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Breath Focus - an adapted mindfulness technique

Breath Focus - an adapted mindfulness technique

I have called this technique Breath Focus for simplicity but it is also known as being mindful of your breath in the field of Mindfulness.

Many anxiety sufferers have at some stage been taught breathing exercises as a means to controlling anxiety.

In some you may have been taught to breathe from a particular part of your body, often the abdomen. In others the breathing is regulated by counting up to a certain number for each part of the breath.

If one of these techniques works for you then that's fine.

There are, however, many cases where such techniques which are based on regulating the breathing in some way, don't work at all. They usually fail when the sufferer uses them in an attempt to block out their scary thoughts.

On the one hand the sufferer is trying to breathe in a particular way whilst at the same time they are monitoring the panicky feelings they have. Whilst monitoring these feelings they are also focusing on them and this generally increases the anxiety.

So they are now failing on both counts. They are not truly achieving a greater sense of calm by using the breathing technique and they are also becoming more anxious and so telling the survival instinct that it was right to have warned them in the first place!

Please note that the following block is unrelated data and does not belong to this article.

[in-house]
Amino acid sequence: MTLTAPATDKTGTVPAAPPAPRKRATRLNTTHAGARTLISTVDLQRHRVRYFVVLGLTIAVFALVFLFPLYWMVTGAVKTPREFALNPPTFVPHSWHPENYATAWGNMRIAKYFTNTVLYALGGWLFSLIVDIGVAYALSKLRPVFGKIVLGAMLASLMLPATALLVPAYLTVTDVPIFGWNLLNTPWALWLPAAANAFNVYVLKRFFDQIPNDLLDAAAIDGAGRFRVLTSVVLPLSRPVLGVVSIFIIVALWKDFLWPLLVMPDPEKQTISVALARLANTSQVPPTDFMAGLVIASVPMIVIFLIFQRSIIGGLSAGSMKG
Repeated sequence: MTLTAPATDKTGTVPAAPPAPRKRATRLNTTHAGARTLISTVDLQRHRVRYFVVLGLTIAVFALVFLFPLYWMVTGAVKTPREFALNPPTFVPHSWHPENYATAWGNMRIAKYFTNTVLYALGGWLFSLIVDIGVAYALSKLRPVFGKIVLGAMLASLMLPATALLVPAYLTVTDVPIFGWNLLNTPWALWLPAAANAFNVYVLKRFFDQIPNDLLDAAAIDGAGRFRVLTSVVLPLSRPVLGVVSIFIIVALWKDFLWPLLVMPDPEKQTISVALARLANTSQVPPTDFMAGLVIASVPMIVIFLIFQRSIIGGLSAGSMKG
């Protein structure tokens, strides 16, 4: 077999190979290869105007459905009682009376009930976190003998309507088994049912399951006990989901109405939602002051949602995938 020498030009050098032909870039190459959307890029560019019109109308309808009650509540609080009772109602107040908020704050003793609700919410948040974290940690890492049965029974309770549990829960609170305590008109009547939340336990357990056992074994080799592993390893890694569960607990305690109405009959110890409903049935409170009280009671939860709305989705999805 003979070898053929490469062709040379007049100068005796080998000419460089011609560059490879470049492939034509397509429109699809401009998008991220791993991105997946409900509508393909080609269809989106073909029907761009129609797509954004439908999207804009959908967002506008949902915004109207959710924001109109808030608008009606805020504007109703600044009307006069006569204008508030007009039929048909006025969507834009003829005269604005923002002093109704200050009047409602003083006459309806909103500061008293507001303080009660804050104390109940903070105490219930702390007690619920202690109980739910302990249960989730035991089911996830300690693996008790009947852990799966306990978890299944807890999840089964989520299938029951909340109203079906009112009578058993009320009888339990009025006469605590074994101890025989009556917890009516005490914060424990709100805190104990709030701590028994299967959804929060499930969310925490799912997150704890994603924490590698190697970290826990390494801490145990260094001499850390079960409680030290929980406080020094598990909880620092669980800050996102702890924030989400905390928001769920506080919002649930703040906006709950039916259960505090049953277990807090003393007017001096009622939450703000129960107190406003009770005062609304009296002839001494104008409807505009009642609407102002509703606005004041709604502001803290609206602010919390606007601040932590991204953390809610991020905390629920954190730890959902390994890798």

So why is a Mindfulness-based breathing technique better?

So why is a Mindfulness-based breathing technique better?

Mindfulness is not so much about doing as being aware i.e mindful

When practising a Mindfulness technique, and with breathing in particular, the aim is not to change the way you are breathing in any way at all. All you do is simply observe your breathing pattern.

After all, none of us has to pay attention to our breathing for it to happen. When we are asleep our breathing goes on.

I don't know about you but when I was a child, along with the other kids I played with, we used to try and kill ourselves by holding our own breath. Needless to say none of us ever succeeded.

Your body can look after its breathing without any interference from you!

So, if your breathing is very fast and shallow, you observe it just as it is. If your breathing is slow and regular, you observe it just as it is. In Mindfulness there are no expectations about things having to be a certain way. You simply observe what is.

Because you are not putting any pressure on yourself to be doing anything in particular you can't possibly fail. It is failure or the fear of failure which usually causes the negative arousal to increase in anxiety-provoking situations. With Breath Focus you can't fail.

How to mindfully focus on breath

1. Practise doing this at home when you are not feeling anxious. It is important that you learn the technique itself before you try and use it in a situation when you are anxious.

2. As you inhale allow yourself to be aware of the sensations this creates. For example, you may feel a sensation in one or other of your nostrils as the air enters - you may not.